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and rising from his entertainment we feel that “no man also having drunk old wine straightway desireth the new, for, saith he, the old is better.” Being delivered in vindication of their subjects, these lectures are necessarily spiced with controversy. Throughout there is kept up a running fire upon the high claims of the British Crown in matters spiritual; upon the spirit of the English hierarchy, and upon the pretensions of prelacy in the United States; and after taking such a view of the Puritans and their principles as our author treats us to, in which we are made to see and to feel that the age of the Puritans was truly magnatum among the centuries, and that they made the times, in which they lived, great by their principles, and by their zeal and sufferings for the same, we realize that it is next to impossible to write up Puritanism without at the same time writing down prelacy, because of their inherent antagonism, and are prepared to enter into all the depth and strength of feeling bordering upon just scorn and contempt, which is excited in Mr. Hall while sketching the high claims and the high doings of the Crown and English hierarchy against the Puritans, and while reviewing what another has called “the frivolous and ill-natured work of Mr. Coit."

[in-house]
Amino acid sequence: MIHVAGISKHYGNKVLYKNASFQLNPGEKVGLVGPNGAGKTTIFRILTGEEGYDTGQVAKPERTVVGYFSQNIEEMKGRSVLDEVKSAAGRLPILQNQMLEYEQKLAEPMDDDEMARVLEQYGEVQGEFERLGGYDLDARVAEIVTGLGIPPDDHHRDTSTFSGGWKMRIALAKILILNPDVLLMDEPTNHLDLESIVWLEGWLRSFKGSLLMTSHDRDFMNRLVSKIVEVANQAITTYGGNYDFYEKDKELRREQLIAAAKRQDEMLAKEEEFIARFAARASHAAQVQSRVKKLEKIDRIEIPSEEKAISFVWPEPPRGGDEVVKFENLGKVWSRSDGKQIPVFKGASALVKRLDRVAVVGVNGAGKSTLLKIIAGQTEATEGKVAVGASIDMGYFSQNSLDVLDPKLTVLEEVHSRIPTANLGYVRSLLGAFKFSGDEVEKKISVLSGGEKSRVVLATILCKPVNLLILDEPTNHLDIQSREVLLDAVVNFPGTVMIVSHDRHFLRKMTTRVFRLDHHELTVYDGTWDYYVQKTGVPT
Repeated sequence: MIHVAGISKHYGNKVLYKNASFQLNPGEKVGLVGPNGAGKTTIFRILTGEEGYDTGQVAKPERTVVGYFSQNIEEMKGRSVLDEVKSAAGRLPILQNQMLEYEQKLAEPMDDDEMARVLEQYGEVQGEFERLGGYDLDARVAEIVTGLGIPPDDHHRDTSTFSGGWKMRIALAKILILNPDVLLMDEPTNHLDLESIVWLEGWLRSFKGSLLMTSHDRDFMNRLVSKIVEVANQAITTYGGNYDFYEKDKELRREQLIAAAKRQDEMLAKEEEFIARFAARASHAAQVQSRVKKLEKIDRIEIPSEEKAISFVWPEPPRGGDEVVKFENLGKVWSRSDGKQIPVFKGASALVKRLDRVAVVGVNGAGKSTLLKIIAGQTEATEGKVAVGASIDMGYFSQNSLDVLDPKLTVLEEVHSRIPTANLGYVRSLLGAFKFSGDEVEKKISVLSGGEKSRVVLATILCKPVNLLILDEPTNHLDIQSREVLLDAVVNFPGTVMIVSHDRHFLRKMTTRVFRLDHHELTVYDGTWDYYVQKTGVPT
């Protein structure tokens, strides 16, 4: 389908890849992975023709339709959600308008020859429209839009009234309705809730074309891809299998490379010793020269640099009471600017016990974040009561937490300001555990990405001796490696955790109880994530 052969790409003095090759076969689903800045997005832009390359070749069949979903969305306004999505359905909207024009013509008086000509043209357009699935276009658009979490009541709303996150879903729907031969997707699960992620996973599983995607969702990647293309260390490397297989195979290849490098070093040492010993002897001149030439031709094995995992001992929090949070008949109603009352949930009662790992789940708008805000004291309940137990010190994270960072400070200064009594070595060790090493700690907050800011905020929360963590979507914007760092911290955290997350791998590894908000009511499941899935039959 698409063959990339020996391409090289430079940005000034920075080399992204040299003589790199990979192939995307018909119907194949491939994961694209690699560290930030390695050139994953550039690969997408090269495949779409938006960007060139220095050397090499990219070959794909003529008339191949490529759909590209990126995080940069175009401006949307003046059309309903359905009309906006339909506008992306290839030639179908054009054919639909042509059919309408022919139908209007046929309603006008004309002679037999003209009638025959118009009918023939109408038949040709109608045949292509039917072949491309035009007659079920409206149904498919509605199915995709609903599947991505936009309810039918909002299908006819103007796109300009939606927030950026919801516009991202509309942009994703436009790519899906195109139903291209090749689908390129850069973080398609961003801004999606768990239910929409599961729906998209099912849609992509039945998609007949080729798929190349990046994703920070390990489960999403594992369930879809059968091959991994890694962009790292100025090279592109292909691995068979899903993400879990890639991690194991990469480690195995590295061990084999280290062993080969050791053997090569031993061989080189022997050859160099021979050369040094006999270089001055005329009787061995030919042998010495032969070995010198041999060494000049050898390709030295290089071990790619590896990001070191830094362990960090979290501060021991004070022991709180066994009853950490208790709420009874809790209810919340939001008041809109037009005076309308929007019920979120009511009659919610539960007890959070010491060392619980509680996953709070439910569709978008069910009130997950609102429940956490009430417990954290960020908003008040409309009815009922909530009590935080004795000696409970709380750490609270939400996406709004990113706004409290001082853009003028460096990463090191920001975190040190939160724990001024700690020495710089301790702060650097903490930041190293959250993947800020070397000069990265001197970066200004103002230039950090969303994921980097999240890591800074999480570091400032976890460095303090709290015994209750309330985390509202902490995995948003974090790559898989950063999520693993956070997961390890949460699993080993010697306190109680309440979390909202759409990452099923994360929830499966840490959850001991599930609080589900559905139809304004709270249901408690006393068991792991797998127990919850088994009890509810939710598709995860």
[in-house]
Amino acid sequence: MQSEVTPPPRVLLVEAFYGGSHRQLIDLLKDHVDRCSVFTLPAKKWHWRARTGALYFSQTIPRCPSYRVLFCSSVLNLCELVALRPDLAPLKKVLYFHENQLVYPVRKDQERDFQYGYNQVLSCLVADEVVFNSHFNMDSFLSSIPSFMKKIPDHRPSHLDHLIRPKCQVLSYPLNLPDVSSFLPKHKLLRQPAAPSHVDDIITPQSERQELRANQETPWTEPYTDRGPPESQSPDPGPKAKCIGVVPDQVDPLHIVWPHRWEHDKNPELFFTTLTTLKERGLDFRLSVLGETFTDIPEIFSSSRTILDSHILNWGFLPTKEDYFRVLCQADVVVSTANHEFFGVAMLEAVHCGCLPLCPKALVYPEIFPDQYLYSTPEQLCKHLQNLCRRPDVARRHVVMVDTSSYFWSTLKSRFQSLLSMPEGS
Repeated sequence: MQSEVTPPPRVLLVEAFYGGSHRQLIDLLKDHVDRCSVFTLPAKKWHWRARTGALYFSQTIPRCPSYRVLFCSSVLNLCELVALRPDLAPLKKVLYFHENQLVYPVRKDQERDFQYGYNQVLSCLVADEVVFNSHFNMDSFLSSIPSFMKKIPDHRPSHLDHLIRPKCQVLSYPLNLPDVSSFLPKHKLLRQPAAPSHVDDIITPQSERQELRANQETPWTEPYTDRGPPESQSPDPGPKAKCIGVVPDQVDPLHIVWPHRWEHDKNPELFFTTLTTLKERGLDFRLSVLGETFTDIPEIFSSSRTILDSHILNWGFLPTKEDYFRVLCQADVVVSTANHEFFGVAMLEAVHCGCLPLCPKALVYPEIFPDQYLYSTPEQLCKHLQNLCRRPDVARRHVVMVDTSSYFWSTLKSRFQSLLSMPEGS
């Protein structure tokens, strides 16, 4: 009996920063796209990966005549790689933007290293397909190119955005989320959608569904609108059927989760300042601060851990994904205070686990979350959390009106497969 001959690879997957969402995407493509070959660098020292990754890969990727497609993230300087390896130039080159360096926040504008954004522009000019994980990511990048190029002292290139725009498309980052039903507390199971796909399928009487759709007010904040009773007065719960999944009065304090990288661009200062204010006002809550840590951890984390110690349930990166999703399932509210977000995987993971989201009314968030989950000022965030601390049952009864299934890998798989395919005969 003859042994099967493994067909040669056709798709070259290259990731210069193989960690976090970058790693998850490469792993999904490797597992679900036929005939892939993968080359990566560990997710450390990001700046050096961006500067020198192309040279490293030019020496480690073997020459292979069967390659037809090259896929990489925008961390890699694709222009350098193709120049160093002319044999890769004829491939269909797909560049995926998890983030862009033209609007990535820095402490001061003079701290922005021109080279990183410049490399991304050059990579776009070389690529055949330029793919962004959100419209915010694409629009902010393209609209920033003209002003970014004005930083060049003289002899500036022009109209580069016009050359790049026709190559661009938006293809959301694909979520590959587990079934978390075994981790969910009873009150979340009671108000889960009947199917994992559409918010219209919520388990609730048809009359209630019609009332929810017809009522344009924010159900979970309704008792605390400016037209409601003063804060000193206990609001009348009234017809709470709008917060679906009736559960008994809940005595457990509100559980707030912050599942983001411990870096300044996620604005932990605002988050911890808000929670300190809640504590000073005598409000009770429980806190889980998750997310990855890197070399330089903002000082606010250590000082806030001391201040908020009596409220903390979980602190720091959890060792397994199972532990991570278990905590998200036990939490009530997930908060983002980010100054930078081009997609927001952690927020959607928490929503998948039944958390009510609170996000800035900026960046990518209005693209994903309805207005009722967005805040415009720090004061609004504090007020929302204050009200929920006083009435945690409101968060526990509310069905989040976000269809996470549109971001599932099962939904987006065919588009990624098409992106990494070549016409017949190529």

We find in these lectures a character of information and a service to the interests of truth which our present times much need ; and in them we hear this generation virtually called upon to “stand in the way, and see, and ask for the old paths—where is the good way?-and walk therein, and ye shall find rest to your souls.” Not that all old things are good, nor that anything is good because old, for that which decayeth and waxeth old is ready to perish, but that the principles of the Puritans were manifestly those of the Word of God, which liveth and abideth forever, and such as men can not reject without rejecting the very words of eternal life; nor that we should ask, “why were the former days better than these?” there being many reasons why such a question would not be wise in our mouth, and yet we know not that it would be anything amiss were many, in this time, to make an application of this question to themselves; charging upon their hearts the evils which the question by implication charges upon the times; and to the fruits of their own acts and the influences which the principles they are advocating are now exerting upon the public morals, upon the national interests, and upon the state of religion in this land. For that each generation of men has failed to duly honor such as were sent specially to them in the name of the Lord, if they have not also rejected and stoned them, is a fact which is usually overlooked. That God has had from the beginning one path of duty for his people to walk in, one set of principles of faith and practice for them to maintain, cherish, act upon and inculcate, and, if need be, suffer for, and that this one way has not been delighted in by the great masses of mankind, and that these principles have been usually rejected and contemned when seriously and earnestly contended for and urged upon the hearts of mankind, is a fact not duly borne in mind; and that “we ought to obey God rather than men," seems to be a truth which has grown so old as to have become totally forgotten by many, though it be one of those truths which live and abide forever, though it be as valuable and important now as when first clearly perceived and distinctly asserted by the apostles when straitly charged by the ruling powers of their day not to preach, nor to teach at all in the name of Jesus Christ, and though all that is worth living for in the shape of civil and religious liberty, has come of God's people standing by this truth and sticking up to it, in their several generations, and dying for it rather than renounce it.